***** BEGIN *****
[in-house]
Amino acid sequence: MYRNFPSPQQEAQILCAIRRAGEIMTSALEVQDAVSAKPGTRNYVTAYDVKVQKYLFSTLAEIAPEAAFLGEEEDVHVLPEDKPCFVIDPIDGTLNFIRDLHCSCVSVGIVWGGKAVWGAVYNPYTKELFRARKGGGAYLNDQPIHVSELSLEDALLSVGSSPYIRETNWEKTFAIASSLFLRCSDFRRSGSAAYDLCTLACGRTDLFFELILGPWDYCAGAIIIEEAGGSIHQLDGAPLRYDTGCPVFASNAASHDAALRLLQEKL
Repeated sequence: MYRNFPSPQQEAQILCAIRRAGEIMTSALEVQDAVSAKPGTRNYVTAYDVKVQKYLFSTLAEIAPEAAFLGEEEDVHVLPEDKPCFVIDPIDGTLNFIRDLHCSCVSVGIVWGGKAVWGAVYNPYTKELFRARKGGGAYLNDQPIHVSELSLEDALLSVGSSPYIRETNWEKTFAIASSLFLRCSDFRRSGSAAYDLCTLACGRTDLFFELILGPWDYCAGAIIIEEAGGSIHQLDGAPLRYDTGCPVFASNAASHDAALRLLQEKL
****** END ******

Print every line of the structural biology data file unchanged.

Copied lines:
[in-house]
Amino acid sequence: MYRNFPSPQQEAQILCAIRRAGEIMTSALEVQDAVSAKPGTRNYVTAYDVKVQKYLFSTLAEIAPEAAFLGEEEDVHVLPEDKPCFVIDPIDGTLNFIRDLHCSCVSVGIVWGGKAVWGAVYNPYTKELFRARKGGGAYLNDQPIHVSELSLEDALLSVGSSPYIRETNWEKTFAIASSLFLRCSDFRRSGSAAYDLCTLACGRTDLFFELILGPWDYCAGAIIIEEAGGSIHQLDGAPLRYDTGCPVFASNAASHDAALRLLQEKL
Repeated sequence: MYRNFPSPQQEAQILCAIRRAGEIMTSALEVQDAVSAKPGTRNYVTAYDVKVQKYLFSTLAEIAPEAAFLGEEEDVHVLPEDKPCFVIDPIDGTLNFIRDLHCSCVSVGIVWGGKAVWGAVYNPYTKELFRARKGGGAYLNDQPIHVSELSLEDALLSVGSSPYIRETNWEKTFAIASSLFLRCSDFRRSGSAAYDLCTLACGRTDLFFELILGPWDYCAGAIIIEEAGGSIHQLDGAPLRYDTGCPVFASNAASHDAALRLLQEKL